Ever wonder why music tattoos are so prominent? Why do certain music cultures have such strong ties to tattoo culture, or vice versa? How has music influenced tattoo art? We’ll look at possible answers to these questions and highlight some excellent music tattoo designs along the way.
Music Tattoos – History
Going all the way back to our primitive tribal cultures, mankind has tied music and tattoos together through the lens of spirtuality and ritual. Ritualistic observerance of spirtual beliefs often brought tattoos and music together. The practice is alive and well today– and it has even evolved from an indirect to a direct relationship.
Music Tattoos as Rebellion (and Fashion)
The intersection of music and tattoos most visibly begins with the inception of the punk rock and heavy metal culture of the early 1970s. Both musical styles and their respective cultures hinge on their anti-social rebellious attitudes that buck the norm in order to establish unique identities within the prevailing culture– that is, they’re sub-cultures that exist within the overarching culture but aim to stand out as different.
As a way to set themselves apart, these musical subcultures looked to the art of tattoos, a pre-existing subculture, that had long been associated with criminals, military types, and general ne’r-do-wells. Initially, classic tattoo forms were employed, meaning that those getting tattooed tended to stick with traditional tattoo designs. Naturally, with two subcultures predicated on individuality and uniqueness, it was only a matter of time before tattoo art began to change to suit the subcultures that had begun to bring the artform into the mainstream.
Punk and Metal Music Tattoos
Punk and metal’s music culture took a love of music and a desire to stand out from the crowd and created a new theme within the tattoo culture– band tattoos (tattoos of band logos, most often).
Punk in particular was fond of this style, which is why you see a lot of older punks who were deeply involved in the scene covered with Black Flag or Misfits tattoos (See Henry Rollins).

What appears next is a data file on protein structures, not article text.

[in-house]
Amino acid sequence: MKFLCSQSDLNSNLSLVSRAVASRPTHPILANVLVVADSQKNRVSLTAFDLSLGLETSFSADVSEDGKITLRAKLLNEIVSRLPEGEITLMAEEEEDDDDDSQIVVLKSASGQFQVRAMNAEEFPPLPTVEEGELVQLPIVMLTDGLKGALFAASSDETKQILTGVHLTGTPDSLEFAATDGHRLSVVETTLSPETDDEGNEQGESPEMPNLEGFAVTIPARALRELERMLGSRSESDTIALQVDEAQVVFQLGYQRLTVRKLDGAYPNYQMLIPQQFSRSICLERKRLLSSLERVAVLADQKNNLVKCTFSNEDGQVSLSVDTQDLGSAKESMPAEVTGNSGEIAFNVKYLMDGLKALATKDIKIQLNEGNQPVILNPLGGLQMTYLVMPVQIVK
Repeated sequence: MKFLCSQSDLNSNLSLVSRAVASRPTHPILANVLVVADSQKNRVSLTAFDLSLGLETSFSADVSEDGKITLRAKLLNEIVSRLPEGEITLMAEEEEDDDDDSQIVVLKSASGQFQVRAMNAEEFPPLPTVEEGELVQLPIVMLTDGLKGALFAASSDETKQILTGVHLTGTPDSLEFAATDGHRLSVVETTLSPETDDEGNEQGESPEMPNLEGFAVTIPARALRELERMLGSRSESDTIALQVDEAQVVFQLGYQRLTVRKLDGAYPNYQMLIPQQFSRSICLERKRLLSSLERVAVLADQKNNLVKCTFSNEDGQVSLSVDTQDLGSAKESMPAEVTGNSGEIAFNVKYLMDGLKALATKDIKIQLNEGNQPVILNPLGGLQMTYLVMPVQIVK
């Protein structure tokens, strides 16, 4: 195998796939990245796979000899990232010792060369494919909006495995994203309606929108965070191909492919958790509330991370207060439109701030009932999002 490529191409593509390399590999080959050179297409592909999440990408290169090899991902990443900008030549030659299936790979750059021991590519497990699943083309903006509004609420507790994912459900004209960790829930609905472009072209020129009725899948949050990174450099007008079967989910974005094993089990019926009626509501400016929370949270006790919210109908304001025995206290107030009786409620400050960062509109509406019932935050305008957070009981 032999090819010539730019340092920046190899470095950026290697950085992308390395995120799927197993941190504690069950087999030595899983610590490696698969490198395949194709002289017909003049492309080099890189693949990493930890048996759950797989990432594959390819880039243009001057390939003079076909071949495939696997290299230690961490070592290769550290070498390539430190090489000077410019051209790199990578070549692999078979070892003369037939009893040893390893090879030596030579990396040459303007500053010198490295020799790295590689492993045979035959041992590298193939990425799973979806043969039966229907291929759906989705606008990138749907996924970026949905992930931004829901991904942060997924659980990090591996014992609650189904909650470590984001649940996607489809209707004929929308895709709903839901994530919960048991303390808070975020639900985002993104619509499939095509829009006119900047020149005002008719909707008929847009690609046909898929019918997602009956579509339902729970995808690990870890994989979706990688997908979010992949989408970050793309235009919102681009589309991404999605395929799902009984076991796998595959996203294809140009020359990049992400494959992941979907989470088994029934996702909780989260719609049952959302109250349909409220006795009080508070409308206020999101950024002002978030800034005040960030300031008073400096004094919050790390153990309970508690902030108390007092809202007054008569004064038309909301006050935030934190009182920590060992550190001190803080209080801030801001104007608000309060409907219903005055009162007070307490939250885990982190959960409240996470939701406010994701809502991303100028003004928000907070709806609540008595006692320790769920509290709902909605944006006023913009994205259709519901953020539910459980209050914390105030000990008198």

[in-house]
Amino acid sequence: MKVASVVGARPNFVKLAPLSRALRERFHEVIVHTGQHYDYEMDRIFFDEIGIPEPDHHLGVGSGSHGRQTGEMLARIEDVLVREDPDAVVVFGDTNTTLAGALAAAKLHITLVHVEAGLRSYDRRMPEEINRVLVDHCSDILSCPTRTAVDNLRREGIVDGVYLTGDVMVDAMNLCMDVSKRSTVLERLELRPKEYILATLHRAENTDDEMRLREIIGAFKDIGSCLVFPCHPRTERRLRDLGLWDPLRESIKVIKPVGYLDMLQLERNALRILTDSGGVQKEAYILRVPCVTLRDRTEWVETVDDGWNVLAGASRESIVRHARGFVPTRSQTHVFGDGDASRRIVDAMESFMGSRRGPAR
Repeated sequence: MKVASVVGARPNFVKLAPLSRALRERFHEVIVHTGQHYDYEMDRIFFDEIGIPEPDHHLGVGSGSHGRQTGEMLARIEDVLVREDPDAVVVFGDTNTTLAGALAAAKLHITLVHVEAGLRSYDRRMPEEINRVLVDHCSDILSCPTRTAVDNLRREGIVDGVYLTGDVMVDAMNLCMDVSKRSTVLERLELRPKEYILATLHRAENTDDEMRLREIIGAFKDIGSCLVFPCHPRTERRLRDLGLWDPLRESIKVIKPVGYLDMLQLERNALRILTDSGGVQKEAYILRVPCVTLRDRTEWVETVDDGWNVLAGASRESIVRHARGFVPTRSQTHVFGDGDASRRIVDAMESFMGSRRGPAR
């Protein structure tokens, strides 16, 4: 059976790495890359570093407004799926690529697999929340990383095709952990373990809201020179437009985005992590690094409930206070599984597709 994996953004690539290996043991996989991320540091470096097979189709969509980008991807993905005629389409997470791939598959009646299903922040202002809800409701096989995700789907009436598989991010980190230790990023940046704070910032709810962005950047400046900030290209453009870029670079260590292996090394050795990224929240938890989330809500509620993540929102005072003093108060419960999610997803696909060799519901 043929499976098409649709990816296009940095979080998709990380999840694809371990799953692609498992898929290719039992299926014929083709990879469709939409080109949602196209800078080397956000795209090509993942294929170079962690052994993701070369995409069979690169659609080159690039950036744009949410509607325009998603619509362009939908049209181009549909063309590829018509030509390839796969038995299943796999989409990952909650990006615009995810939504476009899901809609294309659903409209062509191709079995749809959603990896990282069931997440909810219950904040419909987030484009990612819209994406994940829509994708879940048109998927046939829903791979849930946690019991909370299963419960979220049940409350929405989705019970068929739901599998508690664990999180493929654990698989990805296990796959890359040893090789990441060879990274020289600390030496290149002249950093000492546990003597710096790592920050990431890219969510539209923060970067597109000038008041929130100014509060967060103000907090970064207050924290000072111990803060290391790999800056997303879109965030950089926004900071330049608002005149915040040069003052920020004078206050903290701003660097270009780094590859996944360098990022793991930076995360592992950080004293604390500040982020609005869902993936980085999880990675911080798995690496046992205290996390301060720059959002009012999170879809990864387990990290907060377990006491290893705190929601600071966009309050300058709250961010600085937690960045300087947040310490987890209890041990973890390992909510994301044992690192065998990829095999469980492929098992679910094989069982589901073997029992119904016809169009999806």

Punk music tattoos would eventually become status symbols, evolving to the various subgenres that individuals listen to. In punk culture at large, having tattoos (especially tattoos that were more visible) is a way of showing how committed to the culture you are.
Straight Edge Punk – A different kind of music tattoo
In some cases, particularly Straight Edge Punk in the 90s, music tattoos were a way of identifying those who shared similar ideals. Straight edge punk was a sub genre of punk that held very specific moralistic beliefs and was itself a rebuke of punk culture at large– while living within the subgenre musically.
The appearance of straight edge tattoos was a natural progression and with that progression the evolution of music tattoos continued. Now, band logos were out of fashion. These music tattoos used a variety of visual elements to tie together the subgenre’s philosophy and the aggression of that subgenre’s sound. Straight edge tattoos often featured lyrical excerpts, album titles, and in a few cases earlier on, band logos.
The Evolution of Music Tattoos
Nowadays, getting a tattoo of a band logo isn’t exactly in fashion. The combination of tattoo and music cultures have begun a focus on the art– both visual and lyrical.
Music tattoos these days often include album art, lyrics, or visual representations of lyrics. Sometimes, there’s a combination of these elements. In some cases the tattoos may be of musicians or musical artists themselves.
Another interesting trend has been younger people getting tattoos of older bands– bands or performers their parents would have listened to. While David Bowie is for sure one of the most popular examples, other surprising musical acts include: The Grateful Dead, The Beatles, and The Rolling Stones. It’s very likeley that the reason for this has to do with sentimentality and the memory of something that the wearer and their parents shared an interest in.
Finally, music and tattoos can have a more general intersection. While the history of music tattoos in the 20th/21st century tended to involve identifying a favorite artist as a feature of the tattoo itself. Nowadays it is increasingly popular to identify oneself as a music lover through tattoos that suggest simply that. From headphones to record players, these tattoos aren’t speaking to a love of a specific musician, simply to a love of music in general.
Before we go, here’s another sweet piece from Geary Morrill– because I’m sure you came here to see some sweet tattoo pics, not listen to some dude ramble about tattoo history.